"In preparing for battle I have always found that plans are useless, but planning is indispensable." - Dwight D. Eisenhower.

Having the right plans documented is beyond just sensible when running a business where you want your systems to work for customers both externally as well as internally. Disaster recovery plans are a fantastic way to explore what needs to be done to prepare a network for the worst, but should also cover the bad-but-not-worst situations. The many reasons include:

  • Teams are better prepared to act quickly and do not need to think about the different steps to take, but rather just execute the steps.
  • Communication plans ensure the right people are notified with the right timing.
  • Alternative processes can be activated to keep the business running.
  • The budget can be properly used so the business does not get fatally impacted.

On this last point, the act of planning recovery step involves many budgetary aspects - hardware for backup vs. cloud services, software to capture backups securely, additional software and/or network setup to switch systems over to a backup quickly, people requirements, monitoring requirements to make sure backups are being taken, and ultimately, the cost of features vs. business needs. It is difficult to impossible to implement a disaster recovery plan which provides complete seamless business continuity immediately. However, by determining critical systems vs. secondary or further tiers, the budget and resources can create a roadmap to implement the critical pieces needed first in building a robust recovery system. Questioning how quickly does a system need to be back up and running is key and requires much cost vs. timing discussions and decisions. Perhaps a recovery plan can be frame-worked and implemented over the course of several years to cover all aspects.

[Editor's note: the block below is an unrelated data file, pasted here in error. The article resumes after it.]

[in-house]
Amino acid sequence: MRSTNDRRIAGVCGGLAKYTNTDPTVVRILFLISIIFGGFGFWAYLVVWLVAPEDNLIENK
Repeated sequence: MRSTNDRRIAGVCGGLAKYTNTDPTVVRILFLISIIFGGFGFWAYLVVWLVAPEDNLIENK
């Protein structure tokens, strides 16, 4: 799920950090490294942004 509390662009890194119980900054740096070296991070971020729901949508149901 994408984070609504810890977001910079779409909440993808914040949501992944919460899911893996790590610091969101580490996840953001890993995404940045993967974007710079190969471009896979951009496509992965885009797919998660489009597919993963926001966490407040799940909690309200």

"The best-laid plans of mice and men often go awry"
- Robert Burns

However, plans won't mean much unless they are understood by those who need to use them. General statements won't help unless there is a procedure to execute behind the plans. And there will be bigger impacts if the teams involved try to run these plans for the first time when a disaster strikes. You may find out that there are missing pieces that weren't anticipated, so now the disaster is becoming an apocalypse!